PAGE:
Physical Activity During Childhood: Why It’s Important and How You Can Make a Difference for Your Own Children

As an adult, you know that regular physical activity is essential for your health, but you might not realize that frequent exercise is just as important, if not more important, for your children.

Physical activity during childhood is associated with improved physical and mental wellbeing, and the benefits can extend into adulthood.

In today’s overscheduled, technology-obsessed world, it may seem impossible to ensure that your children get the proper amount of exercise, but with a few strategies, you can help them to prioritize physical activity.

The benefits of regular physical activity are worth the challenge of keeping kids active.


Physical Activity and Mental Functioning During Childhood

Exercise isn’t just about the physical health benefits, as the research shows that children who are physically active also benefit mentally.

In a 2018 report in the Journal of Science and Medicine in Sport, researchers from the University of Groningen and VA University Amsterdam in the Netherlands reviewed the results of 31 studies that assessed the relationship between physical activity and mental functioning in preadolescent children.(1)

According to the studies these researchers reviewed, physical activity is beneficial for attention in the short-term, and over the long-term, exercise improves executive functions, such as planning and organization, in children.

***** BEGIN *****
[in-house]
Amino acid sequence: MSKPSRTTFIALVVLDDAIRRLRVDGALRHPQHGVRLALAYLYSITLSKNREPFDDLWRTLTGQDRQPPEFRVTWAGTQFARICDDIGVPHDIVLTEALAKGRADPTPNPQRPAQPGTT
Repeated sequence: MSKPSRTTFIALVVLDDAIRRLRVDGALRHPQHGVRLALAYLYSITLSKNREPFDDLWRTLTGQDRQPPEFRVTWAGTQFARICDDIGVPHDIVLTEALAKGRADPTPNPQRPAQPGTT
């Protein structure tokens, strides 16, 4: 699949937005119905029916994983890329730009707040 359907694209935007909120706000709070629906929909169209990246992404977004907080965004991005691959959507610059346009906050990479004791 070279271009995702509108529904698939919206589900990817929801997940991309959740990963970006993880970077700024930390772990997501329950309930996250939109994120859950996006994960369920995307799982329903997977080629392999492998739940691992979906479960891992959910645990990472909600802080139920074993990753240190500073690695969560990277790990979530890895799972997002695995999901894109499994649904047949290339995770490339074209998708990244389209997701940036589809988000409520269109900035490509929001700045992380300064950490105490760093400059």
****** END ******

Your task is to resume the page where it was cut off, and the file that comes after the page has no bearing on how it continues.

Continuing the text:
Long-term exercise is also beneficial for attention and academic performance, according to the results of the review, and children who continuously engage in regular exercise derive the greatest benefits.

Based on the results of the research, children who regularly engage in physical activity are likely to do better in school and to develop stronger mental skills compared to those who do not get sufficient amounts of exercise.


Physical Health Impact of Regular Exercise

running in nature

Childhood physical activity is linked to improved mental functioning, and as expected, it also promotes physical health and wellness.

A 2006 study in the journal PLoS Medicine found that among children aged 16 and under, greater levels of physical activity were associated with lower blood pressure, triglycerides, and blood sugar levels.(2)

Higher physical activity levels were also linked to a lower metabolic health risk, even after controlling for obesity and other confounding factors.

A 2012 review in The Journal of the American Medical Association reached a similar conclusion.(3)

Authors analyzed the results of 14 different studies involving just over 20,000 children and found that those who spent more time engaging in moderate and vigorous intensity physical activity had lower cardiovascular risk factors, regardless of how much time they spent in sedentary activities.

Beyond promoting cardiovascular and metabolic health, physical activity during childhood can prevent the development of obesity.

In a 2003 study in Preventive Medicine, researchers found that children who exercised the most between the ages of 4 and 11 demonstrated a lower gain in body mass index and body fat from early childhood through adolescence.(4)

This effect was seen in both girls and boys, and it suggests that regular exercise throughout childhood can prevent the gain of excess body fat during this stage of life.


How to Promote Physical Activity in Children

benefits of children playing sports

The physical and mental benefits of physical activity in children are evident in the aforementioned research, but that doesn’t mean that encouraging children to exercise is always easy.